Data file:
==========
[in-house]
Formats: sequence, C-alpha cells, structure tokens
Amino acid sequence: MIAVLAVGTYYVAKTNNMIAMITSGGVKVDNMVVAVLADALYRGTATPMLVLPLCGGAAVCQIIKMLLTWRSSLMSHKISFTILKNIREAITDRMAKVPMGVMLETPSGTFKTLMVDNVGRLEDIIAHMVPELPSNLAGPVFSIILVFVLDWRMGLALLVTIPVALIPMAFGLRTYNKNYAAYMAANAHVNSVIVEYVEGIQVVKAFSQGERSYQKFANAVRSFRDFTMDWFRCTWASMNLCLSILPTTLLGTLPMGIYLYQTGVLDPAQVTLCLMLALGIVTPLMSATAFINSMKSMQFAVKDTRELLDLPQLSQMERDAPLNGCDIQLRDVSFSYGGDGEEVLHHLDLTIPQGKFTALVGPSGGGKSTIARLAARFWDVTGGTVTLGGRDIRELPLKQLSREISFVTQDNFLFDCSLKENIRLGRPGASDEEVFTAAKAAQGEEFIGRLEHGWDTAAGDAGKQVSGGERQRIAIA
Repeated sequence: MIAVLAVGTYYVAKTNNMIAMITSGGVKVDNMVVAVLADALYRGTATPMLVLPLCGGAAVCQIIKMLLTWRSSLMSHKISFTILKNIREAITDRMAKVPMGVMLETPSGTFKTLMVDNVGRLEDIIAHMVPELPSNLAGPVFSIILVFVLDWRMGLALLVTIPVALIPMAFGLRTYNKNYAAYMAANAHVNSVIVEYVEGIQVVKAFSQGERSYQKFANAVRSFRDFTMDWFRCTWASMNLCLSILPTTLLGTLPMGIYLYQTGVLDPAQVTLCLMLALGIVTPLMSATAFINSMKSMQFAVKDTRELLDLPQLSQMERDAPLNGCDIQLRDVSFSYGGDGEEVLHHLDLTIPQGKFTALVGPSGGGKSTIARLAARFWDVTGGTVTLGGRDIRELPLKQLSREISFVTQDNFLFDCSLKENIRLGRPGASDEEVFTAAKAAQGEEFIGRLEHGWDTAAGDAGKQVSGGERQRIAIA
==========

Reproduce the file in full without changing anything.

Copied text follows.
[in-house]
Formats: sequence, C-alpha cells, structure tokens
Amino acid sequence: MIAVLAVGTYYVAKTNNMIAMITSGGVKVDNMVVAVLADALYRGTATPMLVLPLCGGAAVCQIIKMLLTWRSSLMSHKISFTILKNIREAITDRMAKVPMGVMLETPSGTFKTLMVDNVGRLEDIIAHMVPELPSNLAGPVFSIILVFVLDWRMGLALLVTIPVALIPMAFGLRTYNKNYAAYMAANAHVNSVIVEYVEGIQVVKAFSQGERSYQKFANAVRSFRDFTMDWFRCTWASMNLCLSILPTTLLGTLPMGIYLYQTGVLDPAQVTLCLMLALGIVTPLMSATAFINSMKSMQFAVKDTRELLDLPQLSQMERDAPLNGCDIQLRDVSFSYGGDGEEVLHHLDLTIPQGKFTALVGPSGGGKSTIARLAARFWDVTGGTVTLGGRDIRELPLKQLSREISFVTQDNFLFDCSLKENIRLGRPGASDEEVFTAAKAAQGEEFIGRLEHGWDTAAGDAGKQVSGGERQRIAIA
Repeated sequence: MIAVLAVGTYYVAKTNNMIAMITSGGVKVDNMVVAVLADALYRGTATPMLVLPLCGGAAVCQIIKMLLTWRSSLMSHKISFTILKNIREAITDRMAKVPMGVMLETPSGTFKTLMVDNVGRLEDIIAHMVPELPSNLAGPVFSIILVFVLDWRMGLALLVTIPVALIPMAFGLRTYNKNYAAYMAANAHVNSVIVEYVEGIQVVKAFSQGERSYQKFANAVRSFRDFTMDWFRCTWASMNLCLSILPTTLLGTLPMGIYLYQTGVLDPAQVTLCLMLALGIVTPLMSATAFINSMKSMQFAVKDTRELLDLPQLSQMERDAPLNGCDIQLRDVSFSYGGDGEEVLHHLDLTIPQGKFTALVGPSGGGKSTIARLAARFWDVTGGTVTLGGRDIRELPLKQLSREISFVTQDNFLFDCSLKENIRLGRPGASDEEVFTAAKAAQGEEFIGRLEHGWDTAAGDAGKQVSGGERQRIAIA